Wednesday, October 10, 2018

The Battle for the Home

Ben Thompson:

If the first stage of competition in consumer technology was the race to be the computer users went to (won by Microsoft and the PC), and the second was to be the computer users carried with them (won by Apple in terms of profits, and Google in terms of marketshare), the outlines of the current battle came sharply into focus over the last month: what company will win the race to be the computer within which users live?


There is one final question that overshadows all-of-this: while the home may be the current battleground in consumer technology, is it actually a distinct product area — a new epoch if you will? When it came to mobile, it didn’t matter who had won in PCs; Microsoft ended up being an also-ran.

The fortunes of Apple, in particular, depend on whether or not this is the case. If it is a truly new paradigm, than it is hard to see Apple succeeding. It has a very nice speaker, but everything else about its product is worse. On the other hand, the HomePod’s close connection to the iPhone and Apple’s overall ecosystem may be its saving grace: perhaps the smartphone is still what matters.

Previously: Initial HomePod Sales.

Update (2018-10-22): Joe Rossignol:

Apple’s HomePod is the ninth most popular smart speaker model in the United States, according to an online survey of 1,011 smart speaker users conducted by research firm Strategy Analytics in July and August.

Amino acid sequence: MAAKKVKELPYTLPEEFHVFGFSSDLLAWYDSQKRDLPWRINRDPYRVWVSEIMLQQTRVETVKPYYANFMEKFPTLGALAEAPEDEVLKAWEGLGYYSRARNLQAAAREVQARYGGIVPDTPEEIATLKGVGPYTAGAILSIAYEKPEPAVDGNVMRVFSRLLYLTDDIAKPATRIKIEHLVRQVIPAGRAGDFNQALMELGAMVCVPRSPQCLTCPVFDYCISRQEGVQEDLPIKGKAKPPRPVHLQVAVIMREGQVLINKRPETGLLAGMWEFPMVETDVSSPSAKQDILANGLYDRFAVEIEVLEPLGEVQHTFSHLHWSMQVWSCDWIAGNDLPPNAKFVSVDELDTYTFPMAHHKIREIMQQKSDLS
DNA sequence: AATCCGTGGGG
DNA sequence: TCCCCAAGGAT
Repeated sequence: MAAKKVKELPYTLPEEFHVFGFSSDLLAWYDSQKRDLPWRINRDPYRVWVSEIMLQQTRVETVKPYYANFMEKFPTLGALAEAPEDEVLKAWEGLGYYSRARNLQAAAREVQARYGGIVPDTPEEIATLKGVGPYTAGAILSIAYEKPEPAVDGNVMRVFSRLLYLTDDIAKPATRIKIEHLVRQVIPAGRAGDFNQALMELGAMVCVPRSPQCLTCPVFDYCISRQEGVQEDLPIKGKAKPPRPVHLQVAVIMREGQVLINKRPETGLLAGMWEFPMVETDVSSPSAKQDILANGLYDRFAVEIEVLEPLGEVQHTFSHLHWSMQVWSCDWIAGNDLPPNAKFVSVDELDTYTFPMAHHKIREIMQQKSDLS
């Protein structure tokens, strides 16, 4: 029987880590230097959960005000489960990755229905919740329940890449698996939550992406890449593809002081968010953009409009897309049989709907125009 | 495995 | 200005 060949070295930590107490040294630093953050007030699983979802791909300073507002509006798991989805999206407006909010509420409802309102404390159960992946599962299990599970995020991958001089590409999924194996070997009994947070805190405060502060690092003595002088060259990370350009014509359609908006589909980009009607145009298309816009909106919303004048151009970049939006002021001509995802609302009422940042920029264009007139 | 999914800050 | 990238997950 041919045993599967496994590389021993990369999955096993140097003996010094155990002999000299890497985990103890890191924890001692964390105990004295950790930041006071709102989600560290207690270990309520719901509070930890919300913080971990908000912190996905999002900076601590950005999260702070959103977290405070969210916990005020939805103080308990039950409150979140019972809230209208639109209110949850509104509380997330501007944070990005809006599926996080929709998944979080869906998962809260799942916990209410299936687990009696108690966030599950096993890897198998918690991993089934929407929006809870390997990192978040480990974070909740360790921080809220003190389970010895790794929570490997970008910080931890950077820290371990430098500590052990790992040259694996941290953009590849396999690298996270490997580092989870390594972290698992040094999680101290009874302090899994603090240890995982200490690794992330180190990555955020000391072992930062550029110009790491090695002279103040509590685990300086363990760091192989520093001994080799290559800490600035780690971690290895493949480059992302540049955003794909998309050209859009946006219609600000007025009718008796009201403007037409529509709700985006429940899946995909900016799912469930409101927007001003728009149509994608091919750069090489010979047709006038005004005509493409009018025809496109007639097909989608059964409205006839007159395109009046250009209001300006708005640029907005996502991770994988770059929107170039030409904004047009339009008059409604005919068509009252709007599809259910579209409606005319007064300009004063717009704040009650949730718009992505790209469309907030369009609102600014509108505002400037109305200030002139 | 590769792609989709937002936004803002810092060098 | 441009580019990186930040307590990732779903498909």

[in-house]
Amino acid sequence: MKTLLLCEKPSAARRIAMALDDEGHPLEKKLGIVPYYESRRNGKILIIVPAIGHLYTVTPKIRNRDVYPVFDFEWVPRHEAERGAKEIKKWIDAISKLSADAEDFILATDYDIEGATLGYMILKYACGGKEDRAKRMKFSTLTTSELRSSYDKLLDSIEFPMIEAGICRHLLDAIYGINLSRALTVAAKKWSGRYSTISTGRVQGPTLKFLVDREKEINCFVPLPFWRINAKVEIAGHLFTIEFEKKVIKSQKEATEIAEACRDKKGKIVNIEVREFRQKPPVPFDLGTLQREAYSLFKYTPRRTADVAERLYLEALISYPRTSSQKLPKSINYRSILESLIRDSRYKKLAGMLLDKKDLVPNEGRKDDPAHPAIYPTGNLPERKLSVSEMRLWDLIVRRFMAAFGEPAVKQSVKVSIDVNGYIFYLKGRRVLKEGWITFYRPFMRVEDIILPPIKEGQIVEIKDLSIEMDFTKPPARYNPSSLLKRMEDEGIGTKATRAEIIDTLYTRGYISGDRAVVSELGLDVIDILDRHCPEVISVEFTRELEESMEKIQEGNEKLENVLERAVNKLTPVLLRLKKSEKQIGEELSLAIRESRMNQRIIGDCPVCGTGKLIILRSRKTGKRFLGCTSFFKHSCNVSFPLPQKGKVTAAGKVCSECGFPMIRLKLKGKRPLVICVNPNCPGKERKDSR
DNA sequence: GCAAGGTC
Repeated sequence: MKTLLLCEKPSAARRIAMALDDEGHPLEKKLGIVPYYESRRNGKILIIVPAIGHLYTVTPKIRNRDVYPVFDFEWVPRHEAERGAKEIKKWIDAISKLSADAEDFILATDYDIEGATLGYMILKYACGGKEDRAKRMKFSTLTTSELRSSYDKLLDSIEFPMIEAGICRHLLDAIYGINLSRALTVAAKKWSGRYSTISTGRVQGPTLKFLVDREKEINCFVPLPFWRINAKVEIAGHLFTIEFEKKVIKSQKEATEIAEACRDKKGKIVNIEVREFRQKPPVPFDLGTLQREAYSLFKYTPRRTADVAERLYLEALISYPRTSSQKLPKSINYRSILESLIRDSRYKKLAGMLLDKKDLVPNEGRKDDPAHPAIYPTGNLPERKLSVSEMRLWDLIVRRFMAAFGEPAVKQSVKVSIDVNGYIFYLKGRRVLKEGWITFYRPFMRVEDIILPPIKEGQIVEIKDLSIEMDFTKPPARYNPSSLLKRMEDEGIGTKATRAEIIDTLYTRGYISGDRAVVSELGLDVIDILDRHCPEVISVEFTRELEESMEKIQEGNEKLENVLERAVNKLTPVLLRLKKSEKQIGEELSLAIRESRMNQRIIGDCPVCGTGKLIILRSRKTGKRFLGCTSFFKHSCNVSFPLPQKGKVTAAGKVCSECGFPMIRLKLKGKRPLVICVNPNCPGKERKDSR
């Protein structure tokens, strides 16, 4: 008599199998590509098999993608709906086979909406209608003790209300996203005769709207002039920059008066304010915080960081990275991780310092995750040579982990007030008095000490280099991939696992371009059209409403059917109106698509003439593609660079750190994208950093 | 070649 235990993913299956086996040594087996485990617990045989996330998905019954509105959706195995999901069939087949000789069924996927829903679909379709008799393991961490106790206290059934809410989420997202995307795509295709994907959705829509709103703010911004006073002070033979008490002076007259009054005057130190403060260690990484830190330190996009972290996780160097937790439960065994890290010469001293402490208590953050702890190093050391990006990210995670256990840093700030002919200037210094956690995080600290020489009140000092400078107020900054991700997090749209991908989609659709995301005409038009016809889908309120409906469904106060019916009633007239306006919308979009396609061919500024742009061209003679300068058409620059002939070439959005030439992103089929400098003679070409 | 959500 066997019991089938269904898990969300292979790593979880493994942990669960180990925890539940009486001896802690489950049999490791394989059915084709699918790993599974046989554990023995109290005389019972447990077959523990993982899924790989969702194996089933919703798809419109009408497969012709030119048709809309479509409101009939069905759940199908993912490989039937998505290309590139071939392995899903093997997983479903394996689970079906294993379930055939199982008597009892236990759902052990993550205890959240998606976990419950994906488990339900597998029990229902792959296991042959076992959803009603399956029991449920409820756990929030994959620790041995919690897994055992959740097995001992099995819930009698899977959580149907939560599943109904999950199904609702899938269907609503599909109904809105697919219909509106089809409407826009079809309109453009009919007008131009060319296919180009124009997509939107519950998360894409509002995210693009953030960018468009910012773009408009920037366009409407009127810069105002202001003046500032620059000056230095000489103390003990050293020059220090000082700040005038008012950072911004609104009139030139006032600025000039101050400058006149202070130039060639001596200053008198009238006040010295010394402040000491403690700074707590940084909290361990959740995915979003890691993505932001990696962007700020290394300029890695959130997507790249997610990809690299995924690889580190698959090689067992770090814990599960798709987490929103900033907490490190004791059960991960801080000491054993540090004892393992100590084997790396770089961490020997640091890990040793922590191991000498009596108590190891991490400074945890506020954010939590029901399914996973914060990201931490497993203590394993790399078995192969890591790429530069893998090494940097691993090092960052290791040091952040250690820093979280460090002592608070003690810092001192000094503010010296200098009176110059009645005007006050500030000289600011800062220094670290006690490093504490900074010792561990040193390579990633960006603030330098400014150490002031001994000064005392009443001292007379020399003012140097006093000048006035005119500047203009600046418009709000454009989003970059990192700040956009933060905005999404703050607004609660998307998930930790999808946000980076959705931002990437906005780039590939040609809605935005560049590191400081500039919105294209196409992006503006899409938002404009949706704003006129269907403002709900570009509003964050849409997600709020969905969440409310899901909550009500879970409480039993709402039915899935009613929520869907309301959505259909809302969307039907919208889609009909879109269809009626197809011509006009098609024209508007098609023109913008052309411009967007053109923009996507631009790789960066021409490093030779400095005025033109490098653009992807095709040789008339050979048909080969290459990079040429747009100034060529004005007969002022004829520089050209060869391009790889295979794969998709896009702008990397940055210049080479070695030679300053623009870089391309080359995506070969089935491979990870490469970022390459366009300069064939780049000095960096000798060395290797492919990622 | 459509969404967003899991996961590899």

Marco Arment:

I like my HomePod, but there are still three huge problems compared to the Echo that sits next to it:

- Siri is much slower to respond than Alexa

- Siri isn’t as reliable as Alexa

- The HomePod ecosystem is limited to a single device, and it’s too expensive.

1 Comment RSS · Twitter

No, tying everything together and making it essentially only work if everything you have is an Apple product, is not good design. It's very Microsoft of the nineties though. If you don't have Windows, you couldn't do anything with peripheral devices. Apple is better than this and should fix their strategy. Each device should be a wondrous stand alone device, that can work even better if you happen to have other Apple devices. Bonus features rather than requirement is key.

P.s. Knowing this thing would be an also ran, at least early on, was clear as day, kind of like watching the "awesome new game console", err, Apple TV, go down in flames because Apple doesn't understand content or gaming. Exhibit A was the ridiculous early failure of their own home grown video series and for exhibit b (backing up my latter point), Minecraft tvOS edition has been discontinued. They are toast. I said it.

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